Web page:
Cognitive and neural foundations of religious belief
- Dimitrios Kapogiannisa,b,
- Aron K. Barbeya,c,
- Michael Sua,
- Giovanna Zambonia,
- Frank Kruegera and
- Jordan Grafmana,1
+ Author Affiliations
- aNational Institute of Neurological Disorders and Stroke/National Institutes of Health, MSC 1440, 10 Center Drive, MSC 1440, Bethesda, MD 20892-1440;
- bNational Institute on Aging/National Institutes of Health, 3001 South Hanover Avenue, Baltimore, MD 21225; and
- cDepartment of Psychology, Georgetown University, White-Gravenor Hall 306, 37th and O Street NW, Washington, D.C. 20057
Edited by Marcus E. Raichle, Washington University School of Medicine, St. Louis, MO, and approved February 3, 2009 (received for review November 17, 2008)
We propose an integrative cognitive neuroscience framework for understanding the cognitive and neural foundations of religious belief. Our analysis reveals 3 psychological dimensions of religious belief (God's perceived level of involvement, God's perceived emotion, and doctrinal/experiential religious knowledge), which functional MRI localizes within networks processing Theory of Mind regarding intent and emotion, abstract semantics, and imagery. Our results are unique in demonstrating that specific components of religious belief are mediated by well-known brain networks, and support contemporary psychological theories that ground religious belief within evolutionary adaptive cognitive functions.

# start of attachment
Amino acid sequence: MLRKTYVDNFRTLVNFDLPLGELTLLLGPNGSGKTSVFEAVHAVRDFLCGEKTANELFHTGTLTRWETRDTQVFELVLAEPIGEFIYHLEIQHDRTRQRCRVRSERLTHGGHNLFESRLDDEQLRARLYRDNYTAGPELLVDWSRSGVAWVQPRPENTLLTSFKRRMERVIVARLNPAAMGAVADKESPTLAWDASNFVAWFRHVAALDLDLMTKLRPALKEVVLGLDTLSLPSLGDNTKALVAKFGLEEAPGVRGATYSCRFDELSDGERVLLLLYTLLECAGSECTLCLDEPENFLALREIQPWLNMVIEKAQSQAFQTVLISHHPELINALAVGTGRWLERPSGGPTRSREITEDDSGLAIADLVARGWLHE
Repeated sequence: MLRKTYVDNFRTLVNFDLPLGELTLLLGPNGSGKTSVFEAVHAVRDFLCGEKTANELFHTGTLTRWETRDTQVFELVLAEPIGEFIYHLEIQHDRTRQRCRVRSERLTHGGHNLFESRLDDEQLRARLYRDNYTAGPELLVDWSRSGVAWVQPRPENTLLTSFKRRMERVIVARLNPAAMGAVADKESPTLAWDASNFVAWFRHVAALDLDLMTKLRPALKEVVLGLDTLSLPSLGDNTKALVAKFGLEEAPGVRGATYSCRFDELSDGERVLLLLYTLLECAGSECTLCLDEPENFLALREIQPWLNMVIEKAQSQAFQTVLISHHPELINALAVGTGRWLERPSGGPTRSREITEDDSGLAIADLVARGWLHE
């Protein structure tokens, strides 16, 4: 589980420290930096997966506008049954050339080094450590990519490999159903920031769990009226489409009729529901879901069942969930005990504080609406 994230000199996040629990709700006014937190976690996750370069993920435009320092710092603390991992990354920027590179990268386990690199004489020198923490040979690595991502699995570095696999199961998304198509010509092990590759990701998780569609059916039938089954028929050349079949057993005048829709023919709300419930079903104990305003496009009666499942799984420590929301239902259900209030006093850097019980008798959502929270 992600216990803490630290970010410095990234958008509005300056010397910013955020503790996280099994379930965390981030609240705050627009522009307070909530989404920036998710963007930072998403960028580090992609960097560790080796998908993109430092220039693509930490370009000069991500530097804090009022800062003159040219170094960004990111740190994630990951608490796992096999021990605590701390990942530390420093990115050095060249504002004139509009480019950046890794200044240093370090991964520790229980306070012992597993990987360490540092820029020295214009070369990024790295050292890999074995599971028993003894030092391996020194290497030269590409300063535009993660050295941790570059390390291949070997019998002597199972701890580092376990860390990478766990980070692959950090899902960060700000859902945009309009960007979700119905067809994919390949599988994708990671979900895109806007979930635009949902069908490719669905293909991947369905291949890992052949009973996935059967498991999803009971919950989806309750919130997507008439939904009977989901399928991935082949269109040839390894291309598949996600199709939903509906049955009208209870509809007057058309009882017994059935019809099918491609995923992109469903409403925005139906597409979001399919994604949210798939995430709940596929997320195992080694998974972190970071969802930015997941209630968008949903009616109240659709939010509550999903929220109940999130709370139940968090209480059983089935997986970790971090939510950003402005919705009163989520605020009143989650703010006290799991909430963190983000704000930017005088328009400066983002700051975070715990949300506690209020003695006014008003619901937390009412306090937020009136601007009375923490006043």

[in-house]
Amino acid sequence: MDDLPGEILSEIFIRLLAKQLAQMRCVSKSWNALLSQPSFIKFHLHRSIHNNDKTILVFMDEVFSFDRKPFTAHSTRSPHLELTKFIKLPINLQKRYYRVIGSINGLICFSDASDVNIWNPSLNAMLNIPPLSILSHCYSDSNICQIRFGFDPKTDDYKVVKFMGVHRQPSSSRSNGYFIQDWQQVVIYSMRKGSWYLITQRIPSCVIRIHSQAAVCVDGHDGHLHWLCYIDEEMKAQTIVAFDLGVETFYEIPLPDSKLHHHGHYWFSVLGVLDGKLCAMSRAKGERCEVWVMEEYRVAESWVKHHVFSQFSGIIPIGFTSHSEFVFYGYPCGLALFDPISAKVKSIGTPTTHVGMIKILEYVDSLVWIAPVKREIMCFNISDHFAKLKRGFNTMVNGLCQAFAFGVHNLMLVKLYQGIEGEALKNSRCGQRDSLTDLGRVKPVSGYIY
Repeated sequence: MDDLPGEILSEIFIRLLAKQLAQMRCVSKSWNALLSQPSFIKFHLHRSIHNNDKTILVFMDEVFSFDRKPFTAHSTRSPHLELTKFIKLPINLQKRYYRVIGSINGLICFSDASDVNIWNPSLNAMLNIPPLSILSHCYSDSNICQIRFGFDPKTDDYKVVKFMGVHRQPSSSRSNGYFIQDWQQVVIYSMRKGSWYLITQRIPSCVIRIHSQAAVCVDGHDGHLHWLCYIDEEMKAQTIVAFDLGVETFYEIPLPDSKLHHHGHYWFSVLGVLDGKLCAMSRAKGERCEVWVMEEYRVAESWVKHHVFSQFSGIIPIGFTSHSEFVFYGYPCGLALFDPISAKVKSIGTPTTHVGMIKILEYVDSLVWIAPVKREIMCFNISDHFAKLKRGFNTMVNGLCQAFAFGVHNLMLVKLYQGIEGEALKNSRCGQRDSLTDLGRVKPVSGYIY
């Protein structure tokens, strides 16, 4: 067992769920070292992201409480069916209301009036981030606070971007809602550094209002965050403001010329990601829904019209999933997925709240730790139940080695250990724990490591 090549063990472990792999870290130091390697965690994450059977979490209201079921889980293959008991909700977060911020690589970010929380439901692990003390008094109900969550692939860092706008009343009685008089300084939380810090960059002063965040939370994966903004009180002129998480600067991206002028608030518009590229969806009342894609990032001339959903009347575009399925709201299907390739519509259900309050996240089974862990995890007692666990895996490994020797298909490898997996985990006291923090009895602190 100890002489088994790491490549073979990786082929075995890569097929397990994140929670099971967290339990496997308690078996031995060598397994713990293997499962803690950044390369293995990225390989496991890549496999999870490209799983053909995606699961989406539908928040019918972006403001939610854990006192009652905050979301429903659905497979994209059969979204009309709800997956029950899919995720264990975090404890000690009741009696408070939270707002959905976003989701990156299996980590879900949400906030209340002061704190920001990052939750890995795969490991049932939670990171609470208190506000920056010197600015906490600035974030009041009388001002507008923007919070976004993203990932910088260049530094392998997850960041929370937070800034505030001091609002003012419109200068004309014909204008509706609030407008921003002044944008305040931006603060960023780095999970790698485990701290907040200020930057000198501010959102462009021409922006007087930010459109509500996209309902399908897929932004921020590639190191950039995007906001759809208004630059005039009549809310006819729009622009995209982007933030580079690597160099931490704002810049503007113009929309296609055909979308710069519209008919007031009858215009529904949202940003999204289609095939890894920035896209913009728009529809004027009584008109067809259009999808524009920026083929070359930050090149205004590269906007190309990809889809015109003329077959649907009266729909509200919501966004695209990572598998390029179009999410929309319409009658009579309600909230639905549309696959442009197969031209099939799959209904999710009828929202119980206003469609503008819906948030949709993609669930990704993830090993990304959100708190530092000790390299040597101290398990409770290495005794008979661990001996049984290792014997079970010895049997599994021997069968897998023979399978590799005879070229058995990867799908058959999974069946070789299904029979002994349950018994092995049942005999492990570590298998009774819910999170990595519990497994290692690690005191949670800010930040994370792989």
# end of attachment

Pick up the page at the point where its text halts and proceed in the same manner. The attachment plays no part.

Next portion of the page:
- 1To whom correspondence should be addressed. E-mail: firstname.lastname@example.org
Author contributions: D.K. and J.G. designed research; D.K. and M.S. performed research; D.K., A.K.B., M.S., G.Z., and F.K. analyzed data; and D.K., A.K.B., M.S., G.Z., F.K., and J.G. wrote the paper.
The authors declare no conflict of interest.
This article is a PNAS Direct Submission.
This article contains supporting information online at www.pnas.org/cgi/content/full/0811717106/DCSupplemental.